Quick & Easy RGB-LED Tester





Introduction: Quick & Easy RGB-LED Tester

Have you ever built a project with a lot of LEDs, and found out that one of the LEDs was defective? Although it's somewhat rare, there are some defective LEDs when you go through hundreds of them. I found that RGB-LED have high defect rate, most likely due to the fact that each of them has three LEDs (R,G,B) in them.

I have had a few situations where one of the RGB LEDs was not working fully, and having to desolder to remove it. Here because RGB LEDs have four leads instead of two, desoldering is difficult.

So here's the quick & easy RGB-LED test that I build on a breadboard. You can build this in less than 15 minutes and save a big hassle later!

Step 1: Putting It Together

Here's the part list:

1x Breadboard (small one is fine)
1x PIC16F627, 628A or 648A
1x 0.1 uF capacitor
1x 20 k ohm resistor
3x 220 ohm resistors
3x 470 ohm resistors
3x 120 ohm resistors
some jumper wires
1x 5V regulated power supply or 4x NiMH batteries in a holder

You'll also need a programmer capable of programming PIC microcontrollers, such as MPLAB ICD or PICKit.

As you can see, the circuit & construction is very simple. Once you have the parts, just put them on a breadboard in 5 minutes! Use the picture as the reference.

Then fire up your programmer and you are ready to go.

This unit is made to test common cathode type RGB LEDs, however, it's very easy to change the firmware to test common anode types. (No hardware change needed.) (See the update below)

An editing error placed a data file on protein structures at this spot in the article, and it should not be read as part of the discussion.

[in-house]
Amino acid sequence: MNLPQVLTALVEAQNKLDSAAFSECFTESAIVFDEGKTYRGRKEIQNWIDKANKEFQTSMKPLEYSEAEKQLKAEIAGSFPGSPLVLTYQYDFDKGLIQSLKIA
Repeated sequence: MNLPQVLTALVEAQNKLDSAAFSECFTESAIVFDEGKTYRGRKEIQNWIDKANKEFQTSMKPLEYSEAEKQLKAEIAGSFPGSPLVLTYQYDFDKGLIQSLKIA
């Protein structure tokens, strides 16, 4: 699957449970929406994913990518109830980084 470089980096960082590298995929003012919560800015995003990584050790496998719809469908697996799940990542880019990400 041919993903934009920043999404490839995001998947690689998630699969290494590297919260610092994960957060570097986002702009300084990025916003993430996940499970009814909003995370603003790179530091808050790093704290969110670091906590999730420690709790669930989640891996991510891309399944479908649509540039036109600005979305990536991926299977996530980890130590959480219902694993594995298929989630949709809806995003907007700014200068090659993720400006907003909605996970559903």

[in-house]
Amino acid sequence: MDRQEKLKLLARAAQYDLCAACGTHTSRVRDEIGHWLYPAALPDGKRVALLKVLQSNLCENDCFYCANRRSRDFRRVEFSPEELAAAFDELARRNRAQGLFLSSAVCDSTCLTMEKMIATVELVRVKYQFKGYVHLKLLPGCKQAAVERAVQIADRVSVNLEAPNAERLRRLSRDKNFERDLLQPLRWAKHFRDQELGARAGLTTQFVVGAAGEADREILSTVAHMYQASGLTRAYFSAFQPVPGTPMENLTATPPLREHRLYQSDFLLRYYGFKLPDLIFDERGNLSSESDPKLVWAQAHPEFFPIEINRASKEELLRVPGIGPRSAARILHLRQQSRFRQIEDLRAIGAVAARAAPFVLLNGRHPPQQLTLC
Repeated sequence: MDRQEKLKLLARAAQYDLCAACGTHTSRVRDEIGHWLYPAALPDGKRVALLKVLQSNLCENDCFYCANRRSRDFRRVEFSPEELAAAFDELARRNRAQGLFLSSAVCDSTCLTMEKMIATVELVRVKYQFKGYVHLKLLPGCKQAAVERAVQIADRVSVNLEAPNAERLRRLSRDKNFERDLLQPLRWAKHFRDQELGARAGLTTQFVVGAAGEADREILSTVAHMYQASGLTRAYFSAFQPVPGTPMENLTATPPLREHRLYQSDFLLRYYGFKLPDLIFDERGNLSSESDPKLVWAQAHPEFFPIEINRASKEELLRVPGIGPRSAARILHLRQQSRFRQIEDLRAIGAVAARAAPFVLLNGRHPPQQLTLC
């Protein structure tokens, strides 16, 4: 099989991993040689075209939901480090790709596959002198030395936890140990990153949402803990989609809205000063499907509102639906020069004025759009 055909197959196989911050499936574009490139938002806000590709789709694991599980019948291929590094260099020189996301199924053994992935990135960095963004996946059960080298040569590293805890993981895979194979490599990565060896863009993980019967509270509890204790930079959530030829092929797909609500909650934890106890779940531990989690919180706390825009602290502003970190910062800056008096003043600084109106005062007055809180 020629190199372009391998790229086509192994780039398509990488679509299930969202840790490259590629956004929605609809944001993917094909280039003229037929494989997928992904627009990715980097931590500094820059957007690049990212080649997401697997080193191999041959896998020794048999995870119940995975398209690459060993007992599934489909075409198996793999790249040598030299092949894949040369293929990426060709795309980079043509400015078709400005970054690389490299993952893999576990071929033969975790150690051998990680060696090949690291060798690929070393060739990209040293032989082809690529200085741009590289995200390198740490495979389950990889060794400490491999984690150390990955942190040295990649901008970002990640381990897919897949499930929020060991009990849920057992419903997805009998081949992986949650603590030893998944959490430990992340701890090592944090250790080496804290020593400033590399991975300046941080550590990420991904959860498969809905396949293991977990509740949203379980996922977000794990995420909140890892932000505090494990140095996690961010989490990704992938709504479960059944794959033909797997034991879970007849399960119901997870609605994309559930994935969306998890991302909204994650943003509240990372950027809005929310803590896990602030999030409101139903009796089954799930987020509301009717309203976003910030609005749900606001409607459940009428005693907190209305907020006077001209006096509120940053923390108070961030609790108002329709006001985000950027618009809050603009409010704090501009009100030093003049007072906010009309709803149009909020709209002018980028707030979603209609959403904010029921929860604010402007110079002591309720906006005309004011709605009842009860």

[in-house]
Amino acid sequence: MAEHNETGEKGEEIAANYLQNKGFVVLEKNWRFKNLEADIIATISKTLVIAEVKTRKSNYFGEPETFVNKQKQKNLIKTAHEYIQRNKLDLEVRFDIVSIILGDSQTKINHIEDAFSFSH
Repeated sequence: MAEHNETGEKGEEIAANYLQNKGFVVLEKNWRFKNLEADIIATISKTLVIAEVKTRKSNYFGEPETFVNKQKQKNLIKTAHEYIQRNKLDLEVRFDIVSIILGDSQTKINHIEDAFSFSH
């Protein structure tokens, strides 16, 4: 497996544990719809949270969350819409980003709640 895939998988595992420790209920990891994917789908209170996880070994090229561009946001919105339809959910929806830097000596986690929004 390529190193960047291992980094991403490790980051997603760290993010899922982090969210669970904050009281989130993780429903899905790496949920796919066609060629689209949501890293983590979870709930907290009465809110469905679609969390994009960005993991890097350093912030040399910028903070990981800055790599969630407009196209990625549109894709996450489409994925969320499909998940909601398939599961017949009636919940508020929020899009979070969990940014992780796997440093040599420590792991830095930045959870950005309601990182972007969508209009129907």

Schematic and source code (assembly) are provided for those who are interested, but no need to look if you just want to get going with your LED testing...

Update: Source code has been updated to be able to switch between common Cathode and common Anode type LEDs. Change the following line in the source:

COM_ANODE    equ    0


COM_ANODE    equ    1

to make it common Anode tester.

Step 2: Put It to Work!

That's it! Connect some RGB LEDs - they will go through all 7 combination of colors.

See it in action.



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    Hello i will be glad if i can have your code i drive a PIC 16 F 886 that only has one module but i am really courious how you change the colors thanks in advice

    Can we use pic16f690 for the job ???
    and how is going to affect to the project ???

    I'm sure you can. THe change to the code should be very minor - like changing the header file, and possibly changing the pin assignments.

    How would you make them fade in and out?

    The PIC has a PWM module, so you can use it. But to fade many LEDs can be hard, and that lead me to develop Aurora 9x18...


    Will this circuit work with a 16c711 chip?

    Thanks! Your instructable just helped me to understand a great deal about how to write a simple program and actually programming a PIC. I had to look up and research the datasheets and other guides to learn how to program. I had to learn about the MCLR function. I had to learn to navigate the PIC software I was using and the process involved there.

    This simple project inspired me to learn way more than you would have guessed. I hope I learn enough to be half as good as your skill level. Thanks again. If I wore a hat I'd tip it to you. You'll be seeing my LED projects with a little more flair from now on.


    Great! I'm glad that it worked. Thank you for showing me the result.

    Working with actual projects is the best way to learn. Looking forward to seeing your future instructables.


    Okay, the LEDs were my problem. I just got them from radioshack, and they did not say, but a comment for them says that they are common anode, not common cathode. I wouldn't be able to ask you how to change the firmware to common anode, could I? That would be awesome, because I admit very little knowledge of software writing.